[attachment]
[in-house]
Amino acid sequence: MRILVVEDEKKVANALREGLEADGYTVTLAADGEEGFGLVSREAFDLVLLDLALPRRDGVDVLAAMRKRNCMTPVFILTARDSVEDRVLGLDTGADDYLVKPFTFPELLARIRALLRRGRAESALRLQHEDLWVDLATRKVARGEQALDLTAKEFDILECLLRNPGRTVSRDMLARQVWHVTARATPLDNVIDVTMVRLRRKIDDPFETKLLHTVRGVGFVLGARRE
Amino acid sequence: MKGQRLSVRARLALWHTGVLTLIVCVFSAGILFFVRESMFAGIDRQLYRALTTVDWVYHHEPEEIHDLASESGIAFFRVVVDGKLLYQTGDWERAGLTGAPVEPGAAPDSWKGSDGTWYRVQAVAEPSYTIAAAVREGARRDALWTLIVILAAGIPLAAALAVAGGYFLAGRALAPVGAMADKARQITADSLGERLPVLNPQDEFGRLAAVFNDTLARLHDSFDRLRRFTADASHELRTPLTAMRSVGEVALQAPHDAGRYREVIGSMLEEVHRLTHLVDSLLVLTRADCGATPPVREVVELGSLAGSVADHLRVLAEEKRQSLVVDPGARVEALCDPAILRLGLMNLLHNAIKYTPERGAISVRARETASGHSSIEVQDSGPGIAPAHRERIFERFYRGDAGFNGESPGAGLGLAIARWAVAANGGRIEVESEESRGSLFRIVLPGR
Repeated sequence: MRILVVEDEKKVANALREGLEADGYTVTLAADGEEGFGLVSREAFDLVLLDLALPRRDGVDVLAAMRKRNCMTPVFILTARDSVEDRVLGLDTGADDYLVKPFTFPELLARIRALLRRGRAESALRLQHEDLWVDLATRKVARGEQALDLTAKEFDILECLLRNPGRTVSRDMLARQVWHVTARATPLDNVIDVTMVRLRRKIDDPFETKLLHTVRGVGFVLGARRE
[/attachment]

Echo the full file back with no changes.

[in-house]
Amino acid sequence: MRILVVEDEKKVANALREGLEADGYTVTLAADGEEGFGLVSREAFDLVLLDLALPRRDGVDVLAAMRKRNCMTPVFILTARDSVEDRVLGLDTGADDYLVKPFTFPELLARIRALLRRGRAESALRLQHEDLWVDLATRKVARGEQALDLTAKEFDILECLLRNPGRTVSRDMLARQVWHVTARATPLDNVIDVTMVRLRRKIDDPFETKLLHTVRGVGFVLGARRE
Amino acid sequence: MKGQRLSVRARLALWHTGVLTLIVCVFSAGILFFVRESMFAGIDRQLYRALTTVDWVYHHEPEEIHDLASESGIAFFRVVVDGKLLYQTGDWERAGLTGAPVEPGAAPDSWKGSDGTWYRVQAVAEPSYTIAAAVREGARRDALWTLIVILAAGIPLAAALAVAGGYFLAGRALAPVGAMADKARQITADSLGERLPVLNPQDEFGRLAAVFNDTLARLHDSFDRLRRFTADASHELRTPLTAMRSVGEVALQAPHDAGRYREVIGSMLEEVHRLTHLVDSLLVLTRADCGATPPVREVVELGSLAGSVADHLRVLAEEKRQSLVVDPGARVEALCDPAILRLGLMNLLHNAIKYTPERGAISVRARETASGHSSIEVQDSGPGIAPAHRERIFERFYRGDAGFNGESPGAGLGLAIARWAVAANGGRIEVESEESRGSLFRIVLPGR
Repeated sequence: MRILVVEDEKKVANALREGLEADGYTVTLAADGEEGFGLVSREAFDLVLLDLALPRRDGVDVLAAMRKRNCMTPVFILTARDSVEDRVLGLDTGADDYLVKPFTFPELLARIRALLRRGRAESALRLQHEDLWVDLATRKVARGEQALDLTAKEFDILECLLRNPGRTVSRDMLARQVWHVTARATPLDNVIDVTMVRLRRKIDDPFETKLLHTVRGVGFVLGARRE